THE European Commission is throwing its weight behind Ireland's bid to get a lower interest rate on our bailout cash but senior officials last night refused to be drawn on what kind of reduction Ireland could hope for.
The commission's economics chief Olli Rehn yesterday said both he and the commission would "support" efforts to lower the interest rate on the €17.5bn package Ireland is drawing down from Europe's bailout fund.
Under the terms of the bailout, Ireland pays an interest rate of about 6pc on the cash -- even though Europe will pay just 3pc to borrow the money from the international markets.
The topic was discussed at a meeting of eurozone finance ministers in Brussels yesterday, but a final decision is not expected before a summit of EU leaders on March 24.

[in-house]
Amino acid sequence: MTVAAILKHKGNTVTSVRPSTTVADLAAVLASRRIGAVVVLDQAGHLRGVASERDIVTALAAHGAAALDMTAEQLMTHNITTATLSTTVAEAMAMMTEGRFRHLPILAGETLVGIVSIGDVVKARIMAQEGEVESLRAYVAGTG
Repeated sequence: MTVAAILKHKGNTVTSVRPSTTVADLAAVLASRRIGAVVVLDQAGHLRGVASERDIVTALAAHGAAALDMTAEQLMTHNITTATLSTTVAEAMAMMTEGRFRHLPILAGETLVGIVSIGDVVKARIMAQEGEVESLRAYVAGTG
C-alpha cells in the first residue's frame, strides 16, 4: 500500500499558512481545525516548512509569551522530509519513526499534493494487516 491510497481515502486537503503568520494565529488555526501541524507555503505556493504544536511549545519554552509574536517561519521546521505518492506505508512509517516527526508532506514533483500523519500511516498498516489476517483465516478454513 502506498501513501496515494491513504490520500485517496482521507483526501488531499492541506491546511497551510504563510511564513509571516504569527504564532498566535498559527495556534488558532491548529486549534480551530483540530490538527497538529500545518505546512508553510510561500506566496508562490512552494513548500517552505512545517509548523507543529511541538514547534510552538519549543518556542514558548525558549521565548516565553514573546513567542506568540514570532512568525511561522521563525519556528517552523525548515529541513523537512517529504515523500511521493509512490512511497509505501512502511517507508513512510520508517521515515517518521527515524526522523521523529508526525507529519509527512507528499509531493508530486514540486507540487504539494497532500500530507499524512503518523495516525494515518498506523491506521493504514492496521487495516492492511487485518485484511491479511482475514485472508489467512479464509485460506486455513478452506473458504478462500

Speaking after the meeting, the head of the Eurogroup of single currency countries, Jean-Claude Juncker, confirmed the interest rate to be charged by the fund was "under debate" but he refused to be drawn further.
Earlier, Mr Rehn said Europe would have to examine the pricing of the bailout fund "because of the real issue of debt sustainability and its relation to growth dynamism", reflecting fears that high interest rates could make it impossible for countries to repay debts and could stunt growth.
But he stressed there was no possibility of an 'Ireland only' solution to the interest rate of a fund that was set up in the wake of the Greek crisis to help ailing economies across the eurozone.
"If there will be changes to the policy, which I personally support and the commission supports, it will take place for overall European reasons not bec- ause of specifically electoral sta-tements in Ireland," he insisted.
The comments were echoed by Finance Minister Brian Lenihan who said while the interest rate issue could be "discussed" it would only happen in a context of the needs of all the euro area member states.